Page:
PHILADELPHIA (CBS) – A new study in The Journal of Pediatrics claims that reading aloud to children may have a huge impact on how well they pay attention.
Pediatricians recommend parents read to their children from birth because it can help their cognitive, language and social-emotional development.READ MORE: 4 Dead, 2 Injured After Shootings At 2 Different Locations In Wilmington, Delaware
Eugena Sanchez has been reading to her daughters since they were babies and at almost three and six years old, it’s one of their favorite activities.
A new study in pediatrics says reading out loud to young children as well as engaging in pretend play can improve behavior problems related to hyperactivity and attention when they get to school.
They are better able to sit still and better able to get along with friends or peers and teachers, Dr. Alan Mendelsohn, the study’s author, said.
Researchers looked at children from birth to three years old in a program that coached parents on reading and playing, then followed the children after the program.
“When parents provide children with the opportunity to kind of think about their feelings and those characters, it helps them to practice for when they’re actually dealing with those feelings when they enter school,” Dr. Mendelsohn said.READ MORE: President Joe Biden To Visit Macungie, Pennsylvania On Wednesday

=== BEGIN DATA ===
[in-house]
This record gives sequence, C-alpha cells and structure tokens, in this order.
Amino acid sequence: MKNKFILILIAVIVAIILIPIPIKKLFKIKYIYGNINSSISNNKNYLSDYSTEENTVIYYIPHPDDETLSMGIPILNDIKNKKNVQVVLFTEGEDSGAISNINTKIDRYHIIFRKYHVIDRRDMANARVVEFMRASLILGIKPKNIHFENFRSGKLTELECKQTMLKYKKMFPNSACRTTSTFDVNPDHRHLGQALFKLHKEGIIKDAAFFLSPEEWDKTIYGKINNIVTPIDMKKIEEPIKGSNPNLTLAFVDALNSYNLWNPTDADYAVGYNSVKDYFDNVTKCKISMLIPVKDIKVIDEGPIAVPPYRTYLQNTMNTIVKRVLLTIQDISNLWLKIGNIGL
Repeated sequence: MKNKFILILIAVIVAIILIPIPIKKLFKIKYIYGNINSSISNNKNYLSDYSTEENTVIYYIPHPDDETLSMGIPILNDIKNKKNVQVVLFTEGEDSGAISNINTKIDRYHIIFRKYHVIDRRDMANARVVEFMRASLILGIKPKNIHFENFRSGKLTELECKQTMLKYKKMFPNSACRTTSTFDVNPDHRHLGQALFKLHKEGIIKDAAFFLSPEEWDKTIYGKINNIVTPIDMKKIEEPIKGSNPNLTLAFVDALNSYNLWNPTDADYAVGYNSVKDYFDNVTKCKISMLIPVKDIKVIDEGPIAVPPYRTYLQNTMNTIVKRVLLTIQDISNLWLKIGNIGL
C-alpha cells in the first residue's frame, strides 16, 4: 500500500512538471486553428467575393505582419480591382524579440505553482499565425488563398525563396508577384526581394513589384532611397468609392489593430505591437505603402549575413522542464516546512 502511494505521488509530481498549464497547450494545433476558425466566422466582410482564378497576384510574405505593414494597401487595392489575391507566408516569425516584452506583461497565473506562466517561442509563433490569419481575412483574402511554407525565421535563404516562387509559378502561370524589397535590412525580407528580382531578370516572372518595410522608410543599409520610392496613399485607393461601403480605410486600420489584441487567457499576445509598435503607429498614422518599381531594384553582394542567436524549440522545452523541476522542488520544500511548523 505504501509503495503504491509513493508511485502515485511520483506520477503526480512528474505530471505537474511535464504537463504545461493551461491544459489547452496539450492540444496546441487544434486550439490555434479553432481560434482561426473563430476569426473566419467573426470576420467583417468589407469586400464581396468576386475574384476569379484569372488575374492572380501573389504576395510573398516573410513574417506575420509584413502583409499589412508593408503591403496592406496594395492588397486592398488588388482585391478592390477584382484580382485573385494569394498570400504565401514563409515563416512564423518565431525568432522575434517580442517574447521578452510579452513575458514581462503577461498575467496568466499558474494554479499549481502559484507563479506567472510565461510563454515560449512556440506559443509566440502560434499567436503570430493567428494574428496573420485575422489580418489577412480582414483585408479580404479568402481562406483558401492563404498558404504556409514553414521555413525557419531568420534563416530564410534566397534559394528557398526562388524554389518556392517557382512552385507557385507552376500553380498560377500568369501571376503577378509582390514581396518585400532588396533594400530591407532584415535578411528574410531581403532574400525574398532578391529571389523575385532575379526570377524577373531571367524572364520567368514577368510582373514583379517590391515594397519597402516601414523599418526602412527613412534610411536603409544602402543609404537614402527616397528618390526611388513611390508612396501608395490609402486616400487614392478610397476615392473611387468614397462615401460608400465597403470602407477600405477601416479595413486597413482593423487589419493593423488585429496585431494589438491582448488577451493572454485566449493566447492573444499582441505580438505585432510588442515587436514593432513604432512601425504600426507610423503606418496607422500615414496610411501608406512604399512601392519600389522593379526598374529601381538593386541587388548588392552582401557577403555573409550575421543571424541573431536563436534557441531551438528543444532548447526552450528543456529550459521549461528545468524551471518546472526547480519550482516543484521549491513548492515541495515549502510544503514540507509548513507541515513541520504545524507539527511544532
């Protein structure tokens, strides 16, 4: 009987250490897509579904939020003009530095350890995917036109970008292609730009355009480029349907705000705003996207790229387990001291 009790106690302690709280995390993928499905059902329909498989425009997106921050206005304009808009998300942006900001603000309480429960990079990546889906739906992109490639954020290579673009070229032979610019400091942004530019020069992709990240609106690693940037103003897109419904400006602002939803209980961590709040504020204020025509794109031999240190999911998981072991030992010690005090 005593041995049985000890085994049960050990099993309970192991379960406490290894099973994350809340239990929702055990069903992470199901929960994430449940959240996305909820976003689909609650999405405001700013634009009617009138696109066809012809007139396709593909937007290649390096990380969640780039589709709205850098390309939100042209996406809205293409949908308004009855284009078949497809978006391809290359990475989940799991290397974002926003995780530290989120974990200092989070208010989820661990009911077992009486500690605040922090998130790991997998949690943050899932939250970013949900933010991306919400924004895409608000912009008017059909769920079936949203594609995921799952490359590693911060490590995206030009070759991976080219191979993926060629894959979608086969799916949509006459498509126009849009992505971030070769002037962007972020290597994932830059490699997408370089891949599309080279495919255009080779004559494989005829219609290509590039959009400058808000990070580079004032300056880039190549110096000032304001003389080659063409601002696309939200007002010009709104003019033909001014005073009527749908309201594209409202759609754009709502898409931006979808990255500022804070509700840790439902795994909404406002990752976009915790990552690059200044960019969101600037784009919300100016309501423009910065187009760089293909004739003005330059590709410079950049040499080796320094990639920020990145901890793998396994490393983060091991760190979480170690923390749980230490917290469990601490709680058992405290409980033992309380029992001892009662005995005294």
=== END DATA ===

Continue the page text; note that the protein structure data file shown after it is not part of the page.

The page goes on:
Sanchez reads to her children in both Spanish and English and she says she’s already noticed the benefits, especially with her youngest.
“I see other kids the same age and they don’t talk as much as she does,” Sanchez said about her daughter.
The researchers say parents should point out pictures and ask questions when reading stories.
Other studies have shown that reading out loud to children also strengthens the bond between parents and children.
Researchers looked at video recordings of parents who read to their kids from birth through age three.MORE NEWS: Kaylin Johnson, Teen Killed In West Philadelphia Triple Shooting, Remembered As 'Definition Of Freak Athlete'
They found that those children had fewer attention problems once they entered elementary school.